Leadership Vallejo Year Nine contemplates improvement projects

Vallejo residents have the Leadership Vallejo program to thank for the new and improved mural and the planters on Tennessee Street, the planters and doggie-do cleanup stations on the waterfront and the yurt at McIntyre Ranch.

A regularly updated kiosk with information on available services for homeless and low-income residents, which grew out of Leadership Vallejo last year, is now part of a Participatory Budgeting effort aimed at helping the city’s homeless.

Last year’s class also found a permanent home for the Trolls Under the Bridge project. 

Now in its ninth year, Leadership Vallejo educates and trains future business, government and volunteer leaders. Participants meet once a month for nine months for a day-long program. Each year, teams are formed to focus on a community project, like these.

Program alumnus Ian Kaiser worked with the Vallejo City Unified School District on creating the high school academies, program organizer Tina Fowler said.

Friday was the second session of Leadership Vallejo Year Nine. The group of about 20 met in the morning for a nosh and a history lesson at the Vallejo Naval & Historical Museum. Participants represent a wide range of residents including Realtors, car dealerships, hair stylists, financial experts and individuals. Organizations like Team Superstores, Six Flags Discovery Kingdom, Kaiser Permanente, Foster Greatness and the Vallejo Police and Fire Departments are represented. 

A brief history of the museum, Mare Island and the city, from the time even before Vallejo was a city, was presented by museum executive director Jim Kern, followed by short presentations by local authors of books on the history of various ethnic groups represented in town.

New this year was a bus tour of Vallejo, with former mayor Terry Curtola and Vallejo businessman Buck Kamphausen explaining points of interest.

“It was fantastic,” said Kevin Brown, participating in Leadership Vallejo on behalf of the Vallejo Fire Department. “Being a native, I thought I knew a lot about Vallejo, but I realize it’s just a drop in the bucket.” 

Robert “Bobby” King, of Vallejo’s California State University Maritime Academy, said he chose to participate because he’s new here and wants to learn the lay of the land “beyond the campus.”

“I also hope to get to know some of the others interested in the same things,” the Memphis area native said.

Mike Pedergast, another native, representing the Law Offices of Morton & Russo, said the bus tour was especially interesting.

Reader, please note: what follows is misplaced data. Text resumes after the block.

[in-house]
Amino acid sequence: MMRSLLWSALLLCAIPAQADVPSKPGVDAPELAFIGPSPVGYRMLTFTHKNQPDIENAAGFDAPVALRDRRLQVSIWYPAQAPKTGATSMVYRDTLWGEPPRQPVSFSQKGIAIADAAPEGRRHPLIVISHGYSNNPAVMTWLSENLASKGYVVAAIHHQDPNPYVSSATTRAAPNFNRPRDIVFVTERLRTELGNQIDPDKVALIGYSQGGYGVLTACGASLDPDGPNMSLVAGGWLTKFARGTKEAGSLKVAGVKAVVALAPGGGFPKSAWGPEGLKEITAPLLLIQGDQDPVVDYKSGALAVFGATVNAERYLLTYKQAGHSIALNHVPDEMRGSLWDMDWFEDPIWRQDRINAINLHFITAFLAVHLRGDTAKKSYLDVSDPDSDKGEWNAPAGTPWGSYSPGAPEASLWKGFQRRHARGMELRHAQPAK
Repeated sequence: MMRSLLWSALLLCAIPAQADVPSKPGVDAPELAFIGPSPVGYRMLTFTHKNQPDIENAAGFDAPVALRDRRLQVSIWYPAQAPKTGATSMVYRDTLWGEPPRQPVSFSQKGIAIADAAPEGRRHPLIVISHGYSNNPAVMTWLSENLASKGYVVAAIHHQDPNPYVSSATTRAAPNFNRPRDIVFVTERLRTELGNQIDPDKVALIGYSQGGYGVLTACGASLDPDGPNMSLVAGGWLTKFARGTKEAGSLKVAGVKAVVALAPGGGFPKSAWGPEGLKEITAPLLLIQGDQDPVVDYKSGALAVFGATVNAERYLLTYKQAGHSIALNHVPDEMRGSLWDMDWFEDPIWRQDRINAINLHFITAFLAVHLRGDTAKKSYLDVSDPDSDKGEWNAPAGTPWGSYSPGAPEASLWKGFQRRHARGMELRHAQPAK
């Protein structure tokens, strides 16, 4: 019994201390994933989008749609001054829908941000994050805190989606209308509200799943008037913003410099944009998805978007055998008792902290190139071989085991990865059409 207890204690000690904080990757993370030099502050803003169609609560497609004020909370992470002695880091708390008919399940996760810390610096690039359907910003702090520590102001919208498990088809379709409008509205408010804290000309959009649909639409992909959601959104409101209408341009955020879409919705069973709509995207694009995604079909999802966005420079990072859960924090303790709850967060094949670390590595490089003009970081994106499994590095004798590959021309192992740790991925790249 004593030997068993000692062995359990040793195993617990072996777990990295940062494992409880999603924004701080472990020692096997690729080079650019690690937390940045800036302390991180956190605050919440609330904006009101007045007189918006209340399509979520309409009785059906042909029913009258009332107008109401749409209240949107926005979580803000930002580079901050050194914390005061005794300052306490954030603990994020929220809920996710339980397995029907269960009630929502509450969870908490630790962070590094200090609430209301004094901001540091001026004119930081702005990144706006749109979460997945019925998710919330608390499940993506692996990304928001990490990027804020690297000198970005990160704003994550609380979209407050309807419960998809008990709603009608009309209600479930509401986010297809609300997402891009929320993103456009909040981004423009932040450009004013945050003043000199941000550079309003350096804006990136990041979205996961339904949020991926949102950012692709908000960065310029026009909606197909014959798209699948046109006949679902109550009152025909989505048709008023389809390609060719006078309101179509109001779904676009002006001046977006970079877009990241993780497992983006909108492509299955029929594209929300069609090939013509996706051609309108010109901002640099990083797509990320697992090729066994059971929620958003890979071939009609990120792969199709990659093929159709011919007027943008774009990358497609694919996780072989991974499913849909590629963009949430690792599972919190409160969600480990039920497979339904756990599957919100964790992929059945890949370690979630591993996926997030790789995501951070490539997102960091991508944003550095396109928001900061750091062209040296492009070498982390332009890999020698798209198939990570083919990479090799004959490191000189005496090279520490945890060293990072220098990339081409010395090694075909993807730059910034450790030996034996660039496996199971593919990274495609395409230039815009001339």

“I learned a lot I didn’t know,” he said.

Touro University employee and Vallejo native Alicia Ashorn said she joined the group to “become more a part of the community.

“I’m interested in it. I love it,” she said. “Quite a few friends have gone through the program and had only positive things to say.”

Like the others, Ashorn said she’s especially eager to help develop and accomplish a lasting team project — “an opportunity to make our community better.”

This second meeting included breaking up into teams and “brainstorming” to narrow down at least the areas of interest for an eventual project.

Brown, speaking for his group, said they were leaning toward either doing something for the city’s youth or its homeless. 

Speaking for his group, Manny Angel of Visit Vallejo said his group will try to find a way to help revitalize downtown, having been “inspired by the tour.”

Sandra Vegas of the nonprofit Foster Greatness, speaking for her team, said members were discussing finding ways to partner local businesses with high school students for mentoring opportunities, while Pendergast said his team is seeking ways to raise funds to help Leadership Vallejo expand its programming.

“We wan to focus in succeeding,” he said. “We don’t want to set our sights too high, so we fail. We want our project to work.” 

This is a reasonable concern, since the majority of projects each year wind up fizzling out for various reasons. Also, there’s a participation cost factor — about $1,000 — that some people and/or employers can’t or are unwilling to pay.

“We’re thinking of creating an annual fundraiser for Leadership Vallejo, so the group can help fund people who can’t afford it,” Pendergast said.

The reasons for participating in Leadership Vallejo may be as varied as the participants, though there may be a common theme in what they walk away with, Fowler said. 

“I think the people who come through the class have a better understanding of themselves,” she said. “They have a better understanding of the things they know, and of the things they don’t know when in leadership roles. Also, they know where to go to get the real information, who the key players are.”

Contact Rachel Raskin-Zrihen at (707) 553-6824.